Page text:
XI Notional and Real Communities
SINCE THE HELLENISTIC AGE
THE FIRST TO THIRD CENTURIES AD
, it had become increasingly common for people living in the cities of the Mediterranean to join together in societies; during the first two centuries of the Roman Empire, this trend further intensified and expanded beyond the Hellenistic cultural space. Individuals combined together most readily when they shared professional interests, whether as artisans in a particular trade in their home city, or as merchants of common origin in far-flung places. So the “clubs” of the elite, which had often been organized in the form of priesthoods, were now paralleled by thiasoi
that met occasionally for festive meals, and often guaranteed their members a suitable burial on the basis of subscriptions. The expansion of the artisanal and mercantile trades, which underpinned economic growth, also increased social differentiation, and those who benefitted from higher status, once their gains were secured, might aspire to preserve that new status beyond the grave.1
Those who organized themselves in this way were not members of minorities. In Pompeii, about a quarter of the adult population, mainly but not exclusively male, may have been organized in collegia with memberships of between fifteen and two hundred.2
These were private groups only in appearance. They were able to acquire special legal status, and, from the time of Marcus Aurelius [r. 161 to 180 AD/CE
, best known for his Meditations on Stoic philosophy] at the latest, were registered. As organizations of members employed in the same trade, they undertook to safeguard their own interests along the same lines as medieval guilds.3
When such interests were at stake, formal distinctions of status between free individuals, freed men and women, and even slaves, might be secondary. To members, it was likely more important to have a presence in a city’s public space, and to be recognized by virtue of their group status. This might be achieved by holding a festive banquet in public, such as was organized in the early 130s in Lavinium near Rome by the collegium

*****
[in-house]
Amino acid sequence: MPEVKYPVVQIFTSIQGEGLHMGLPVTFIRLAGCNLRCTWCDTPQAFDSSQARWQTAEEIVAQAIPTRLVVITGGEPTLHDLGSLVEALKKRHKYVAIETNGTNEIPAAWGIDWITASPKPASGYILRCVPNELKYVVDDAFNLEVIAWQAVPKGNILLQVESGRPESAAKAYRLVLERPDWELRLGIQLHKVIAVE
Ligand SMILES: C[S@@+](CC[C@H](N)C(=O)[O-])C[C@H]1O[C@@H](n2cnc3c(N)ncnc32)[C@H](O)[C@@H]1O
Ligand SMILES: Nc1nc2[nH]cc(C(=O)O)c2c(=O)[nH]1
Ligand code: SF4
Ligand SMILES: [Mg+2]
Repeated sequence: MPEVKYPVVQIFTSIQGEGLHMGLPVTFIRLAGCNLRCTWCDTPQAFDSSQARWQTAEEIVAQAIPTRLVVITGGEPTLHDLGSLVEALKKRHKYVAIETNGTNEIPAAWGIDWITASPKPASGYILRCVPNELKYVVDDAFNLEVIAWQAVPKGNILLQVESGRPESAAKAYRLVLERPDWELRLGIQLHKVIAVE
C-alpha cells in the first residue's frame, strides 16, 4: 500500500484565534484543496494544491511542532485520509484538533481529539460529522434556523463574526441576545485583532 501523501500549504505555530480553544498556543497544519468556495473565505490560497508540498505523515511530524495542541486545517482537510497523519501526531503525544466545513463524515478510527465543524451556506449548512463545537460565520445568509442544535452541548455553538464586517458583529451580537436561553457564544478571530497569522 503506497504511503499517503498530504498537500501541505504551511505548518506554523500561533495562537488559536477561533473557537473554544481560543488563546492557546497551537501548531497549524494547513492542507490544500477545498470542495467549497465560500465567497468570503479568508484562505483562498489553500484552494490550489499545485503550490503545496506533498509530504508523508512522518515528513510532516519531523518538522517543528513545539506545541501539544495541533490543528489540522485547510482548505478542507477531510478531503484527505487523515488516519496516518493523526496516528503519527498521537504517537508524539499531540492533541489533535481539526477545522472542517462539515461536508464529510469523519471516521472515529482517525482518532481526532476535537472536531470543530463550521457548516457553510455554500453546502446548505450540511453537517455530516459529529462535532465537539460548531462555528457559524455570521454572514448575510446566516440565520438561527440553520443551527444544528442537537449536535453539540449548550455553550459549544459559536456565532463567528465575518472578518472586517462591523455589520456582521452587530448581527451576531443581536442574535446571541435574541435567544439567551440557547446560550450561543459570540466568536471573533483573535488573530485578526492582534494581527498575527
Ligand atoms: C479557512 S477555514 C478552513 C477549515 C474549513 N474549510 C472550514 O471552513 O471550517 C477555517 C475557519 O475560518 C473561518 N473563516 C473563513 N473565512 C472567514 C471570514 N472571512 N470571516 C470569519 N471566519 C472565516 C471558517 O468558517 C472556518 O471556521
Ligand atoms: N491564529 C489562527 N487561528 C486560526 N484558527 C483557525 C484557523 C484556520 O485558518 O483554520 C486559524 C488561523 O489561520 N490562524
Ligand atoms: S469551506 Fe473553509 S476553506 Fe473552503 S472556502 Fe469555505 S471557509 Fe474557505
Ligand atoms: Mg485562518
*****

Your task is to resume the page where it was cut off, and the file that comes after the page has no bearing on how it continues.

of the worshippers (cultores
) of Diana and the only recently deified Antinous.4
To the same end, groups cultivated associations with the emperor or with important local cults.
As an alternative to renting public space, such as the dining halls attached to temples,5
some groups built and maintained their own buildings, which provided them with constant visibility.6
As, however, they normally met only a few times in the year, at most monthly, such an undertaking was more a bid for prestige than a practical necessity. A frequent precondition was, of course, an enormous degree of engagement on the part of patrons. All in all, collegia were intermediary organizations that strengthened local integration into the third century AD.7
1. Textual Communities
An initial question: what role did reading and writing play in religious groups?12
It is in the second and third centuries AD that we find authors of numerous texts formulating polemics that appear to delineate boundaries between groups, and thus to prepare the ground for group formation. There was evidently competition between groups that found expression in claims of exclusivity. On the one hand, rigid positions adopted in a bid for members do not necessarily indicate a background of sustained conflict with other groups.13
On the other hand, too much competition was regarded as problematic, as Philostratus makes clear in the picture he paints of the biographies of various “sophists.”14
But did these texts belong to such “societies” as we are discussing here?
Some of the texts became foundational, at least in the context of the religious and intellectual history of Europe, and to some extent they continue to color our perceptions of the religious “other” to the present day. This applies not only to the New Testament canon, but also to heresiological works. As a second-order observation, such a work as Irenaeus’s Adversus haereses: Élenchos kaì anatropé tês pseudônúmou gnóseôs